My absolute favorite head covering for warmth and comfort is this inexpensive method (Seriously, if you know someone going through chemo, forward this video to her. It will change her life!):

Phase 5: Cranial Prosthesis
Yep, that is what it's called (especially if you get a prescription from your doc, which you might want to do for insurance purposes...just sayin'). I wasn't sure I wanted to get one (a.k.a. "a wig") because I had heard they are incredibly uncomfortable and unnatural. But on a whim a couple of weeks ago, Hubby and I stopped in a wig shop specifically for cancer patients. I decided to have fun with it, because honestly how many times in your life do you get the opportunity to try so many hair colors and styles at one time?

wig5aI finally tried on a cute little pixie cut that my husband swore was very natural-looking. It is eerily close to my original hair color, although not a style I would have ever chosen for my own hair. Still, I liked it. It's fun. It's cute. It's warm.

And bonus...I it looks great with a cute scarf tied around it!

So, if you see me out and about, chances are you will see me in a hat, a wrap, or my cranial prosthetic. 😉 Pretty sure you won't catch me walking around in my bald head, though...it's just too cold for that!

hope-cancer-250This post is part of the series, Embracing Hope. In the coming weeks, we'll look at why we can put our hope in God, how we put our hope in God, and what we can do when it feels all hope is lost. Won't you come along for the journey? Consider subscribing via e-mail so you can receive new posts delivered directly to your inbox! Simply enter your e-mail address in the box to the right. To view the entire series, click here.

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Plus: Read the full story of my journey through cancer to healing in Unshakable: Finding Faith to Weather the Storm. Available now at Amazon.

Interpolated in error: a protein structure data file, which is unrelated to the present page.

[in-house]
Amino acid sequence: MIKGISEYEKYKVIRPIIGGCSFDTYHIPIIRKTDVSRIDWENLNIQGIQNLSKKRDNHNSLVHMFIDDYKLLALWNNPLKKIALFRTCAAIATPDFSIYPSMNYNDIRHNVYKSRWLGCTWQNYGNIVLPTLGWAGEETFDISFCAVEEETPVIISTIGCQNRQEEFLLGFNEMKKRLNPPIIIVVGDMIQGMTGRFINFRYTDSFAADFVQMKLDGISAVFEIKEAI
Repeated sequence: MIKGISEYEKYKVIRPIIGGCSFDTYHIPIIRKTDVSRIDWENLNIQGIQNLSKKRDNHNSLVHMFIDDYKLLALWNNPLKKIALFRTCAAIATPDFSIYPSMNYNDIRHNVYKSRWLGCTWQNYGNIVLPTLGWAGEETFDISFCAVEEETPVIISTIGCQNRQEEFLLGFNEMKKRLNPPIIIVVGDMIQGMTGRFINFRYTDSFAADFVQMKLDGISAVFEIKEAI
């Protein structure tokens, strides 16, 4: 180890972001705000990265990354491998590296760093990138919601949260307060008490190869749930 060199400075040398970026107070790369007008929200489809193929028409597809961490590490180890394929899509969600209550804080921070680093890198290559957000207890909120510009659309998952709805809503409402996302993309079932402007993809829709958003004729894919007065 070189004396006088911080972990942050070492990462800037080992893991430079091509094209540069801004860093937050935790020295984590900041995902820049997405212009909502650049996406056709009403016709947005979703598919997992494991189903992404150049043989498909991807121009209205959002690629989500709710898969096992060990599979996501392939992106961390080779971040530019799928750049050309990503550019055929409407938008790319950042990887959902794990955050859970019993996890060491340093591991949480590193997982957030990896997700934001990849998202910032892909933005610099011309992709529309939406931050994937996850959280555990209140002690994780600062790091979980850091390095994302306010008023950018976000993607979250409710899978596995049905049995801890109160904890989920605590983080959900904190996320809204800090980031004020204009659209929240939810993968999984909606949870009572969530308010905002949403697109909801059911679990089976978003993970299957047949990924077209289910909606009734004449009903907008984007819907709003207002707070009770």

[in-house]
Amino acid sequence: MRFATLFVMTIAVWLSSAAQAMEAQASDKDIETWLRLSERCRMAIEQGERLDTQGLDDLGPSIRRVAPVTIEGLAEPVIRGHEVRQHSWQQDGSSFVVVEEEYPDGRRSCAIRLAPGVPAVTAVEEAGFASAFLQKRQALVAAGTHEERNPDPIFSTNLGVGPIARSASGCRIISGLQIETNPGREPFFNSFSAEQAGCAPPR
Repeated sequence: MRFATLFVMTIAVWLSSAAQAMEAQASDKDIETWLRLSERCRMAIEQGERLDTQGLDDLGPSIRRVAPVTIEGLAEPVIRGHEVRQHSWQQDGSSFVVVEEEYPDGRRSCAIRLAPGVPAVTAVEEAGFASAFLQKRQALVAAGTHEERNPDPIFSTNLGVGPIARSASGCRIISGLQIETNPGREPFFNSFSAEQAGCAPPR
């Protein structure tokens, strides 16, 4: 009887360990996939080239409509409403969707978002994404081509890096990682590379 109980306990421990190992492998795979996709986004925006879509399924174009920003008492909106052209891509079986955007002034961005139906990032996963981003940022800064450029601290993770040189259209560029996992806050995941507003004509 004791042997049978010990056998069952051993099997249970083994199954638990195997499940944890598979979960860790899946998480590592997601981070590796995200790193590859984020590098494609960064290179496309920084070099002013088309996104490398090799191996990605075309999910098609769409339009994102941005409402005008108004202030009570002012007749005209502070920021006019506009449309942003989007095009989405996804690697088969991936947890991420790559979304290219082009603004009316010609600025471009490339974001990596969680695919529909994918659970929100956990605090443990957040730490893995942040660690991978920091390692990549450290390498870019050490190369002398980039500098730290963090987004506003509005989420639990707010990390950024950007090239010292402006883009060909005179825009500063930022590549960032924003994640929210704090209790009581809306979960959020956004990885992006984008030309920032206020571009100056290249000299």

36 thoughts on “The Many Phases of Chemo Hair Loss

  1. When I saw you the other day I REALLY thought that your hair had grown back quickly (so your hubby was right about it looking natural). You look absolutely beautiful no matter which hairstyle you're rockin'! 🙂 <3
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    1. Post author

      Thank you so much, Tanya. I can say I'm not always a pillar of strength, but it helps so much to have friends to lean on when my strength falters! Thank you for your kind words.

      Reply
  2. Kristen Feola

    Nancy, you look gorgeous! I LOVE the pixie. 🙂 Thank you for this post. I'm forwarding it to my aunt, who started her second round of chemo today. You are strong and brave in The Lord, and I know God is using your honesty and transparency to help others.

    Reply
    1. Post author

      Laurie, it's so sweet of you to say...thank you! We appreciate all the prayers, too. Thank you for following my journey. Kiss little Emily for me if you see her over the holidays!

      Reply
  3. KateB

    Fantastic, Nancy. You look lovely before, during, and soon to be after. Thanks for sharing. I will forward this to my friend for the video.

    Reply
  4. Hi Nancy! I had no idea what kind of planning goes into realizing that you will lose your hair. Sounds like you had just the right people, at just the right time to help you too.

    I love the short 'do' myself, but I like a good short cut. Will your hair grow back soon? Are you getting used to the 'cranial prosthesis' (Lord have mercy, insurance companies are INSANE.)

    Know that you are in my prayers.
    Ceil

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  6. Gemma

    thank you for your post. I'm sitting in my second stage of chemo for Hodgkin's Lympomia right now. I guess I did phase one yesterday. Went from long curly hair to short curly hair. I like it and should have also done it before. 🙂 your post has given me an idea as to what to expect. Thanks. I'm not looking forward to it, optimistic it might not happen, but prepared. 🙂